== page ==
New Collaboration: Migratory Geese in the East Asian/ Australasian Flyway
Updated: Jul 23, 2020
I have recently started on another exciting collaboration with my good friends and colleagues Yaara Aaron-Rotman and Lei Cao at the Research Centre for Eco-Environmental Sciences, the Chinese Academy of Science in China. The Poyang Lake is one of the largest wetlands in Asia and a critical wintering area for migratory waterbirds along the East Asian Australasian Flyway. Its unique hydrological system allows the production of large biomass of plants and animal food. The main driver for this wealth of food is the high yearly variation in water level. In the summer rainy season water level is high, and in the winter dry season, water level is shallow, allowing birds of different feeding guilds to take advantage of the abundant food supply.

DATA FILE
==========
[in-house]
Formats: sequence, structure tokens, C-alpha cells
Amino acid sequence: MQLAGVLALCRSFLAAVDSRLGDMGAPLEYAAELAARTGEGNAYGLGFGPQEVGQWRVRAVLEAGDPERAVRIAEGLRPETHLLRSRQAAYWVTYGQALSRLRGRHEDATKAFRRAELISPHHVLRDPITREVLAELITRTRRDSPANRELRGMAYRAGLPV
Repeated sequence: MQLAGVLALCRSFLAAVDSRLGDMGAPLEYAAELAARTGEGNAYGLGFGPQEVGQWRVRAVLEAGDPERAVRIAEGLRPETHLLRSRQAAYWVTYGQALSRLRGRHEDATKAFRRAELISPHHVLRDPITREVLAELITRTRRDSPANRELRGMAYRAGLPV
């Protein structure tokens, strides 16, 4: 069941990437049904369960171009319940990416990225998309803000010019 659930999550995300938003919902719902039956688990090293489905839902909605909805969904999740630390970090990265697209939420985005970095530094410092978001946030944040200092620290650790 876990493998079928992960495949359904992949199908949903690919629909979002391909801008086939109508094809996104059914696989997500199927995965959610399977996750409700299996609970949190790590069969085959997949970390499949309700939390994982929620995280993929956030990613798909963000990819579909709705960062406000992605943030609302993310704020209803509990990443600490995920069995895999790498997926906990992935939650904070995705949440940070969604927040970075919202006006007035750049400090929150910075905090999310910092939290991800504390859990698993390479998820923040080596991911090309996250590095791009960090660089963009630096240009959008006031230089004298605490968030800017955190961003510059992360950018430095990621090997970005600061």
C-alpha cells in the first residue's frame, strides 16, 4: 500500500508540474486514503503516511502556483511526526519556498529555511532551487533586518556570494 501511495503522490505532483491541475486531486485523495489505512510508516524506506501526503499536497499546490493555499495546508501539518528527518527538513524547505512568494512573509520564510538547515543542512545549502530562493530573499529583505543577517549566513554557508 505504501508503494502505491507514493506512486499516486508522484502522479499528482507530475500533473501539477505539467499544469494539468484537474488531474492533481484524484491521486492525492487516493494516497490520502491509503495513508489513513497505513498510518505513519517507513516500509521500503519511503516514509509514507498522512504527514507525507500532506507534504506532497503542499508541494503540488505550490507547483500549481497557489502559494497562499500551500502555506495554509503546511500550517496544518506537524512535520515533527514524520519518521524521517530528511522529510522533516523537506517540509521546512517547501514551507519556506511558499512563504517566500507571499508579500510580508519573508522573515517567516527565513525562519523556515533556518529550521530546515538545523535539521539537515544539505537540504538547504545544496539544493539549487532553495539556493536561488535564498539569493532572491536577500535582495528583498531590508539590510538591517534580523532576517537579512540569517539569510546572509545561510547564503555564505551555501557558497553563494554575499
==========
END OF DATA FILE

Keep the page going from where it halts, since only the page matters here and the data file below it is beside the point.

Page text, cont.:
Numbers of some species of geese on the lake have declined sharply, probably due to reduction in tuber producing Vallisneria (the species’ main food) in muddy lake sediments. This reduction is linked with aquaculture and reduction in submerged vegetation (and increase in floating macrophytes and grass). Three Gorges Dam (TGD) may be responsible for some of the changes by reducing access to shallow water.
This project utilises data from satellite tracking of key waterfowl species like swan goose (Anser cygnoides) and greater white fronted goose (Anser albifrons) in conjuntion with detailed vegetation maps to investigate the effects of changing water levels in the lake on the distribution of vegetation types and the ecology of wintering geese which rely upon this area for vital refuelling before embarking on long migratory journeys.
I am helping out with the analysis of movement data and modelling habitat selection under contrasting scenarios of water depth and food abundance. We are getting close to wrapping up the analysis so stay tuned for info on publications.